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Daily Archives: September 22, 2008

Voting starts in Slovenia at fifth parliamentary elections

Voting began yesterday in Slovenia in parliamentary elections with a bribery scandal hanging over Prime Minister Janez Jansa and the opposition left showing unity in a bid to regain power after four years of centre-right rule.
The last poll published by the daily Delo — polls are only allowed until a week before elections — put Jansa's centre-right Slovenian Democratic Party (SDS) in the lead with 25.0 percent of votes, ahead of the main opposition centre-left Social Democratic party (former communists), with 22.4 percent.
In a show of unity Tuesday, the Social Democrats closed ranks with their rivals on the left, the Liberal Democracy Party (LDS) and the newly founded Zares, hoping to motivate voters to go to the polls.
Slovenia's 1.7 million eligible citizens will vote to elect the fifth 90-seat parliament since the former Yugoslav republic declared independence in 1991.
Voting will end at 7 pm (0100 Macau time today).
The country's two main television stations will publish exit poll results immediately after the end of voting while the first partial results are expected later during the night.

Tiny Pacific nation struggles for survival amid exodus

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by David Brooks*

The deserted homes with sagging roofs and boarded up windows on the tiny Pacific island of Niue tell the story of a nation which is struggling to survive.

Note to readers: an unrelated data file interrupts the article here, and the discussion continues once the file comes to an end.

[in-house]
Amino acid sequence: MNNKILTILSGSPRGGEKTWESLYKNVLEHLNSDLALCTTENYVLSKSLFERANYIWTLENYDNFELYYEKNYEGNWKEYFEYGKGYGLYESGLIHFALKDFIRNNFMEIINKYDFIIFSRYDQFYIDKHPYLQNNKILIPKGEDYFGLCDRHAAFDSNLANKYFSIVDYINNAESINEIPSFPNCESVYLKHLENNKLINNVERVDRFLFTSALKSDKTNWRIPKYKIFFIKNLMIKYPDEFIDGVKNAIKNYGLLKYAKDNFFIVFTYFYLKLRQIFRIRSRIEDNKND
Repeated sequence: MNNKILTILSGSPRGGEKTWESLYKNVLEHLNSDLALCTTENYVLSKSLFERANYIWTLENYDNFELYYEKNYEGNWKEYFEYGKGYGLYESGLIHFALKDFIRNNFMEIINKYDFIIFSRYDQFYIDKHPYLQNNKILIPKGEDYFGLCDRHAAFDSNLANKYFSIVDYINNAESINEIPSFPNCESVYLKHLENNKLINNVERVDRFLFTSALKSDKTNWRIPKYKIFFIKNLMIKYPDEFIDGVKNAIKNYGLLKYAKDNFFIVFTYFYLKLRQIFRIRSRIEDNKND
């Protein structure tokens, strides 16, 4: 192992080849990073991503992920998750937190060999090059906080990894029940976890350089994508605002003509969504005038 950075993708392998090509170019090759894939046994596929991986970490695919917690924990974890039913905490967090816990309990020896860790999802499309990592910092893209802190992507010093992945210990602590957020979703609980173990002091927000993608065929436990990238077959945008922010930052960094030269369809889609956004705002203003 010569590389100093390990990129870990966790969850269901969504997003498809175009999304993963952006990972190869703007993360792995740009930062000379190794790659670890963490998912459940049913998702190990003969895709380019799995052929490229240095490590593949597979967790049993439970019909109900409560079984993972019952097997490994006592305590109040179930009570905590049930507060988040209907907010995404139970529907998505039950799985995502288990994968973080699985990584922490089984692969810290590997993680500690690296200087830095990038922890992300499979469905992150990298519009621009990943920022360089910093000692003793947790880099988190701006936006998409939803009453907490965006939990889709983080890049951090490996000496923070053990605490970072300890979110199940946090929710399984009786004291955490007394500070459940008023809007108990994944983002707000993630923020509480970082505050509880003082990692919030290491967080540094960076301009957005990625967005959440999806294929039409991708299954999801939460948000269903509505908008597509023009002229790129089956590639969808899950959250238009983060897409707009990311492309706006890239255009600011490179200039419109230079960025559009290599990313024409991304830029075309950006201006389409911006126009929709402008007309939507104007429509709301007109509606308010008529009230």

In a world threatened by the problems of overpopulation, the 260-square-kilometre island, is threatened by a decades-long exodus of its citizens to Australia and especially New Zealand, 2,200 kilometres to the southwest.
Now fewer than 1,500 people according to official figures — and around 1,100 according to islanders — remain to keep the government and economy running.
"A dropping population means there's not the human resources here to carry out the development work here," says expatriate New Zealander Stafford Guest, who owns a motel and bar on the island.
"We're getting to a dangerous situation where we soon won't have enough people to carry out the essential services on the island."
Aid from New Zealand — now running at about 16 million New Zealand dollars annually — and other international sources is the only thing keeping Niue solvent.
Exports in the year to June 2006 were a paltry 264,000 dollars and the largest exporter, a fish processing factory, closed last year.
To the outsider Niue appears blessed with a warm tropical climate, an easy going lifestyle and land covered in lush vegetation.
Chickens roam everywhere, drivers acknowledge each other — even strangers — with a wave and everyone has time for a few friendly words.
There is not a single cash machine on Niue and just a handful of phone lines link it to the outside world.
On the other hand, most villages have free wireless Internet access and a recent donation by a US-based foundation means all 500 school children have been given bright green laptop computers.
There is only one flight each week in and out of Niue — known to locals as The Rock — and the shipping service was recently cut back to about once every two months.
Once a New Zealand colony, Niue is now self-governing in association with New Zealand, which means it makes all its own decisions but remains heavily dependent on its former colonial master for financial support.
Niueans still retain New Zealand citizenship and since the 1960s when the population peaked at more than 5,000, many have chosen to move to New Zealand or Australia.